“The right man?” Alice smiled. “Do you mean someone like Pastor Kenneth?”

“Oh, you sound just like Aunt Ethel now. Simply because Pastor Ken and I are good friends doesn’t mean I want to marry the poor man. I just happen to enjoy his company, plus I admire him a lot.”

“Well, I’m with you there, Jane. He’s a good man. In some ways he reminds me of Father.”

“Alice, do you think it’s possible that you never married because you could never find anyone who could measure up to Father?”

Alice considered this. “Oh, I don’t know. I have never thought about that possibility. But don’t forget what the Bible says about some of us being called to be single. The honest truth is that I’ve been perfectly happy living as a single woman. There’s a lot of freedom in the single life, you know.”

Jane smiled. “I suppose that’s sort of what I thought, but I’d always wanted to ask you. Thanks for letting me.”

“I don’t have any secrets, Jane. I suppose I might seem like a private person sometimes, at least to you, but that’s probably because you’re so comfortable with yourself and you seem to be open and up front about almost everything. I hope you never feel that you can’t ask me about something.”

Jane’s eyes twinkled. “Okay, then, did Mark kiss you?”

“Oh, Jane!” Alice shook her head, then started to giggle. “Well, if you must know, he didn’t. And to be honest, I’m still not sure whether I feel disappointed or relieved.”

Jane laughed. “Oh, I know exactly what you mean, Alice. Sometimes life stays a whole lot simpler without the fateful kiss.”

Chapter Nineteen

B
ecause of meetings, last-minute preparations for the Fall Festival and Alice’s “date” the night before, it was not until Sunday night that the three sisters were finally able to meet again to read from their father’s journal.

“It feels like it’s been ages since we did this,” said Jane as she dropped generous dollops of whipped cream on the three dishes of still steaming apple cobbler.

Louise set their desserts along with forks and napkins on a big tray. “Are you ready, Alice?”

“Coming.” Alice picked up the teapot and the three of them proceeded to the Daniel Howard Library.

“As nice as all our guests were this past weekend, it’s lovely to have the house back to ourselves,” Jane commented.

“I wonder how we’ll feel if this place ever starts getting booked throughout the week,” said Alice. “I mean we had a couple of fully booked weeks during the summer, but I can’t imagine keeping up that kind of frantic pace seven days a week, week after week.”

“Nor could I,” said Louise with a sigh. “I am sure you
both noticed that I sneaked off for a long nap after chapel today.”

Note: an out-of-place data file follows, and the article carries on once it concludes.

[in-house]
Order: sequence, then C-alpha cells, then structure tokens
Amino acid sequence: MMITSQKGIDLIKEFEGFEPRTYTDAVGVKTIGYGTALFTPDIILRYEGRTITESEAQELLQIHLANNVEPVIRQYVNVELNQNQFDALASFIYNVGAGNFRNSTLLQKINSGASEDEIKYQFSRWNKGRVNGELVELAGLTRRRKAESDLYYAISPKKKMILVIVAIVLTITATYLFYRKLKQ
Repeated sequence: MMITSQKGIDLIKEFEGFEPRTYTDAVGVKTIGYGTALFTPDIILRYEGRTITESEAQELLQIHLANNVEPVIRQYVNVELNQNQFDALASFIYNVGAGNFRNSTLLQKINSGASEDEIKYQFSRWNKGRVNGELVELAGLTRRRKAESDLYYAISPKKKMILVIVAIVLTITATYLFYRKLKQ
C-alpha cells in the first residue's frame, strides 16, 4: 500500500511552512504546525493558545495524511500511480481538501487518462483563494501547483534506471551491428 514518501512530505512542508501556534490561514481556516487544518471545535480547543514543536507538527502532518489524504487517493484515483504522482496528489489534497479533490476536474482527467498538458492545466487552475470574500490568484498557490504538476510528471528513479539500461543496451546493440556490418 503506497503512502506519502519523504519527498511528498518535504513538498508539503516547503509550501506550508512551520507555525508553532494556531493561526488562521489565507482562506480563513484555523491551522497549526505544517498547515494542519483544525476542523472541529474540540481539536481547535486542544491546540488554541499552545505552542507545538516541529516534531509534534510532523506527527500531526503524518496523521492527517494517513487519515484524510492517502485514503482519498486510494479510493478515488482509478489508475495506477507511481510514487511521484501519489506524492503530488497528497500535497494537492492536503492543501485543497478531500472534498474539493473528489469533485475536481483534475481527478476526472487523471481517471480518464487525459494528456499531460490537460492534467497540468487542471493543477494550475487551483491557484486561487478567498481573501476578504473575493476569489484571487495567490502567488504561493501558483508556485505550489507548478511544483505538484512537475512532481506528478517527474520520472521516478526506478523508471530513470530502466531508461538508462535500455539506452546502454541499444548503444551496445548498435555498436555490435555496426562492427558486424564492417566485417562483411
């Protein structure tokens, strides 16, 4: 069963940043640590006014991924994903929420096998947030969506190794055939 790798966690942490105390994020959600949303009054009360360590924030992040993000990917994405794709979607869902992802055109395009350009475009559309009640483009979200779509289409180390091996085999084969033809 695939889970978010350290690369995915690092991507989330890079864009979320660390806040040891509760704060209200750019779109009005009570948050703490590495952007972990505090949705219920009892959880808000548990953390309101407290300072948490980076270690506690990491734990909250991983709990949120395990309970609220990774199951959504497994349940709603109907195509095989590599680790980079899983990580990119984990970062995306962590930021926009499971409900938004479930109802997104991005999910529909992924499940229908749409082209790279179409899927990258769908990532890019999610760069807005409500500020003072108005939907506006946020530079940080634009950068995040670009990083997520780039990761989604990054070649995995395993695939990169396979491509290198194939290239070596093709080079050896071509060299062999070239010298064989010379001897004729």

“That’s the beauty of running our own business,” said Jane as she handed them each a dish of cobbler. “We set the rules. We never have to accept reservations for the beginning of the week if we don’t want to.”

Alice smiled as she lifted her fork. “You’re absolutely right, Jane, and that is a comforting reminder.”

Louise took her cobbler and leaned back in the easy chair, putting her feet up on the little needlepoint footstool that their mother had stitched more than fifty years before. “It is not such a bad life, is it, girls?”

Jane laughed. “Not at all.”

“This cobbler is scrumptious, Jane,” said Alice after a couple of bites. Then she opened her father’s journal and began to read.

September 11, 1926. I am extremely thankful for two things tonight. Make that three. First of all, I am thankful that the bulk of summer farm work is finished. We got the crop in last month and now we have just finished tilling our fields to prepare them for a winter crop. It seems that my father’s marriage has made him a lot more industrious. As a result, I have never worked so hard in my life. Next, I am thankful
that school has begun. More than ever I feel I am more interested in academics than in farming. Still, I know to keep these opinions to myself. The third thing is now that school has begun I am able to see Adele Brooks on a regular basis. On the first day of school she walked with me to the newspaper office. Of course, we stopped for a soda first. We were having quite a nice visit until a couple of her girlfriends asked to sit with us. I am sure my face turned the color of a ripe tomato, and although I tried to be polite, I fear that my social skills were sadly lacking. The next day I searched for help in the form of a book in the library. I found one, which is titled
MANNERS, ETIQUETTE, AND PROPER PROTOCOL FOR YOUTH.
It promises to help make me into a “courteous young man capable of performing with comfort and ease in any social setting.” We shall see.

BOOK: Hidden History